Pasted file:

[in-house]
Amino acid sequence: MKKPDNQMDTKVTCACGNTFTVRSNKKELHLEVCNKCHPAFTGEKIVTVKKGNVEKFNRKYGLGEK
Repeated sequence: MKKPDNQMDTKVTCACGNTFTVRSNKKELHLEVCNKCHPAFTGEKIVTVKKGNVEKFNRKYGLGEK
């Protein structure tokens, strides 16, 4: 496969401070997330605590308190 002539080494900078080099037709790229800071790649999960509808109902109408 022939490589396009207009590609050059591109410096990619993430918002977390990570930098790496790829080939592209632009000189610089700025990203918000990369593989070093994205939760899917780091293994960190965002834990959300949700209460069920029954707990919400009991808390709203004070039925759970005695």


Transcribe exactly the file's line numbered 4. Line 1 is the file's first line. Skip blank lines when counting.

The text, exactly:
């Protein structure tokens, strides 16, 4: 496969401070997330605590308190 002539080494900078080099037709790229800071790649999960509808109902109408 022939490589396009207009590609050059591109410096990619993430918002977390990570930098790496790829080939592209632009000189610089700025990203918000990369593989070093994205939760899917780091293994960190965002834990959300949700209460069920029954707990919400009991808390709203004070039925759970005695």